Have you ever noticed that the harder someone tries to be charismatic on stage or in the front of the room, the less it actually works? You see this a lot with politicians who are trying to sound like the other politicians they admire, but it happens to the rest of us too. Why does it always seem to backfire when we try to be likable? The answer to this question is that ultimate key to being charismatic is being authentic. Whenever we attempt to sound like or be like someone else on stage, no matter how eloquent we may be with our words, our audience will notice that we’re playing a part. No matter how skillful we are at playing our role, they will see through it, making it harder to make a connection. This makes authenticity paramount to being charismatic, but how then do we display our true selves on stage? Here are three ways to start:

Be Vulnerable

Let me make a vulnerable statement to you: I hate vulnerability. This, I understand, makes me human because no one likes opening themselves up to potential pain. That is why it such an effective tool. When we’re too perfect, or too slick, it turns people off. When all we talk about are our wins, it makes us unrelatable. When we speak of our failures and losses, people can connect to that. Humor is a great weapon to make a connection. Humor at your expense about a moment when you weren’t your best is both safe and funny. To be authentic, be vulnerable and let your guard down.

Smile With Your Eyes

By now, we all know that smiling is important, but too many speakers paste something face on their lips and hope to make a connection. A smile that can’t be faked comes from the eyes. The trick I learned to smile with my eyes I learned from one of the greatest political books ever written, Richard Ben Cramer’s epic What It Takes. In the book about the 1988 Presidential Election, Cramer profiles Bob Dole and hones in on Dole’s secret for looking happy in groups; he laughs to himself. A small isn’t this interesting kind of laugh. Doing this makes your smile much more genuine, making you seem much more authentic than simply smiling with your lips.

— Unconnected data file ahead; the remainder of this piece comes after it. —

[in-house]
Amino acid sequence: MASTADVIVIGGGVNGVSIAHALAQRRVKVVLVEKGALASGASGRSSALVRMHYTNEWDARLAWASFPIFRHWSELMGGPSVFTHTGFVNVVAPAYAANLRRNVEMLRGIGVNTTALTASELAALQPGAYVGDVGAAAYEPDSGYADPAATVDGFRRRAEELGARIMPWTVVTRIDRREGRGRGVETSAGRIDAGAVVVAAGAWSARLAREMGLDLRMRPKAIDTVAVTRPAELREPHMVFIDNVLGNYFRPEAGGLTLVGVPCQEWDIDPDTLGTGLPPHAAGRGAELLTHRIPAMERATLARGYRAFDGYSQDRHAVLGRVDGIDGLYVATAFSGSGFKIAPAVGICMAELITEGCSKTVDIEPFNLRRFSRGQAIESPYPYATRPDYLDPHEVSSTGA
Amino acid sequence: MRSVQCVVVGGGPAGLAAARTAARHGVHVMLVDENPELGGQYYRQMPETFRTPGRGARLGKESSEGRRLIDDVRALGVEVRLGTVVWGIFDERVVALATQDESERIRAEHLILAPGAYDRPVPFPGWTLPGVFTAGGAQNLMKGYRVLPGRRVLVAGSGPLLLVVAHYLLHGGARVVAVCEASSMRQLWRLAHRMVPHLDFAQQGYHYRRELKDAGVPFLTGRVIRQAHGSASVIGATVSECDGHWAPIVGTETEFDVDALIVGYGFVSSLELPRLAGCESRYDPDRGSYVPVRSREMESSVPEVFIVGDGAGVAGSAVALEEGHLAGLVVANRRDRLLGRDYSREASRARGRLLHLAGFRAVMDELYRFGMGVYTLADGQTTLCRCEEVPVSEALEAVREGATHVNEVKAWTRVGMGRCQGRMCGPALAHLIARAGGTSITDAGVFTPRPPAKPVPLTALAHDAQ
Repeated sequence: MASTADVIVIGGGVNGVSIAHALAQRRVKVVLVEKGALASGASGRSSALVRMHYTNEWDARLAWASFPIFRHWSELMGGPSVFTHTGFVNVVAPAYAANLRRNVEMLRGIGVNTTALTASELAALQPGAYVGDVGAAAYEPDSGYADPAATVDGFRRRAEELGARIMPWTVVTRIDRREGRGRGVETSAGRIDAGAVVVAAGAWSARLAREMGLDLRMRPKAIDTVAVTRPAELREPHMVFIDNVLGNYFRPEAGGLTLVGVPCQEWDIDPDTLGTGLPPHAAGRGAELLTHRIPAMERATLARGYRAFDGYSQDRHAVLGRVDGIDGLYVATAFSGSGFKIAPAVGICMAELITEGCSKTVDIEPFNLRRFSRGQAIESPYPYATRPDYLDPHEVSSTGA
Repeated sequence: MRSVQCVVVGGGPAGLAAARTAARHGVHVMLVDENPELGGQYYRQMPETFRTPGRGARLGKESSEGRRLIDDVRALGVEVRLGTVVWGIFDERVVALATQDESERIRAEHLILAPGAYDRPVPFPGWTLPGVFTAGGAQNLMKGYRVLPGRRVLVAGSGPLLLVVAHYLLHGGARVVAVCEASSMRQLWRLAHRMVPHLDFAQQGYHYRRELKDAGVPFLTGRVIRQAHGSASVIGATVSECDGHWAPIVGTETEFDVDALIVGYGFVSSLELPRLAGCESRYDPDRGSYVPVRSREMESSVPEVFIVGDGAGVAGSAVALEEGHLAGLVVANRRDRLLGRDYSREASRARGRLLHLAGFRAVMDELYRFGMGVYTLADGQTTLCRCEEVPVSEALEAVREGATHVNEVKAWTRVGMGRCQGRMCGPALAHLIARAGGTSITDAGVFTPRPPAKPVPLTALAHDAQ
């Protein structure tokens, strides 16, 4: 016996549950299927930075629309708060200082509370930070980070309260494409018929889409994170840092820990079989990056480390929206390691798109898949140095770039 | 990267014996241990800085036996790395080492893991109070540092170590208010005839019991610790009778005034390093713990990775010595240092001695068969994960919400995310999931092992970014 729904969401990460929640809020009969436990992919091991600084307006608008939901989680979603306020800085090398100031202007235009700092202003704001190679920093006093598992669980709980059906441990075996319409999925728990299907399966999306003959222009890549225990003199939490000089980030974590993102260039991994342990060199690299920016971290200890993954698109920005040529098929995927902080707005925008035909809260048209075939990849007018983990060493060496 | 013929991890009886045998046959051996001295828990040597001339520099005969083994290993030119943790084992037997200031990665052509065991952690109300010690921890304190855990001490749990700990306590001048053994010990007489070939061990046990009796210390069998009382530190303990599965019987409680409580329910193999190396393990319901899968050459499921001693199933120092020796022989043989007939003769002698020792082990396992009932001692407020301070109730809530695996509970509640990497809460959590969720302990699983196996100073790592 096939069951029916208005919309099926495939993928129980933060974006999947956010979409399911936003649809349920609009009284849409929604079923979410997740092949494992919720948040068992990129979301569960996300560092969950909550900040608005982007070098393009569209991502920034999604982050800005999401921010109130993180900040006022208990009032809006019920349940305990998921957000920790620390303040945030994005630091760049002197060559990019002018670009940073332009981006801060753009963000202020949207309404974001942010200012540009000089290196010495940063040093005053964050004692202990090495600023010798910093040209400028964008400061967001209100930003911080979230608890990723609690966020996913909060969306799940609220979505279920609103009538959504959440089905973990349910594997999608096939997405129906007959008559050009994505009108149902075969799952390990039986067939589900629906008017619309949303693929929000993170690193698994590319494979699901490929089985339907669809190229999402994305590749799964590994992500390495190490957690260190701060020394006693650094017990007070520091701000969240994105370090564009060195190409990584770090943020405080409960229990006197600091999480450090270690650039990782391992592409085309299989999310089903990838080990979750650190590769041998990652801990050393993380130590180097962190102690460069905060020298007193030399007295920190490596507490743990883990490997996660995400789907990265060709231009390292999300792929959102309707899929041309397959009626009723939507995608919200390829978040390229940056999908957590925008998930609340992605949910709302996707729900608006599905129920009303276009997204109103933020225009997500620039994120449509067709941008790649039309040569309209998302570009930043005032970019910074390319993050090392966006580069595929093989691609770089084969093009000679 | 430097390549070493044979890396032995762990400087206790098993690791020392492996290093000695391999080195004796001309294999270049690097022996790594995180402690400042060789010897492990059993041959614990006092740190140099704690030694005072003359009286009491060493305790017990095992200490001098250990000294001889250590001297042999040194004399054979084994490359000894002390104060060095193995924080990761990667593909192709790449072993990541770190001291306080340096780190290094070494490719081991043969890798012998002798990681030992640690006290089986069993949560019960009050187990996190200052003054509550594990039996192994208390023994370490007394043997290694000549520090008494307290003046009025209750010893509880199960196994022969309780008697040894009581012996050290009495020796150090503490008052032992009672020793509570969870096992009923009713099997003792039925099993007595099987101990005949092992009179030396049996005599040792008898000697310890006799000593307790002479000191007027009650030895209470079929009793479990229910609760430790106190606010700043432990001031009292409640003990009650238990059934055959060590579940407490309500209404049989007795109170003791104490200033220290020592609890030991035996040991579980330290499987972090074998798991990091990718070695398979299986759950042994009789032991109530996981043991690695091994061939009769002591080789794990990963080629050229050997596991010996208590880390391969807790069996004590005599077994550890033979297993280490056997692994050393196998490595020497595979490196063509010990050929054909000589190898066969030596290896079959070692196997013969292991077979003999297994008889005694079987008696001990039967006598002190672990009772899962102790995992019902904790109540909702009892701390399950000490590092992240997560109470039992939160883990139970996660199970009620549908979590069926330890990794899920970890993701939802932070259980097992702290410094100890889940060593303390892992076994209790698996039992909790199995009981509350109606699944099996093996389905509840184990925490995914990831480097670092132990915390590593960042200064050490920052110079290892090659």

Lower Your Energy Level

I saved this one for last because it is probably the trickiest. I will always value a high energy level presenter over one with low energy, but when we’re too ramped up, we come across as fake. Our audience will start to question if what we’re doing is us or an act. I have for years battled with being conversational enough to be authentic. For me, this has always come down to lowering my energy level just a little bit, in order to connect with my audience. At first, it feels slow and as if I’m low energy on the border of boring, but the harder I work at it, the more comfortable it gets. It’s a delicate balance, but it’s one that we absolutely must make to be authentic. If you haven’t yet lost an audience because they can’t connect with you, the occasion will eventually come. It happens to even the best speakers in the world. Rebounding from these situations requires that we try easier, back off from trying too hard and just be ourselves. Charisma is about authenticity and getting there takes risk, but the reward is more than worth it. ]]>

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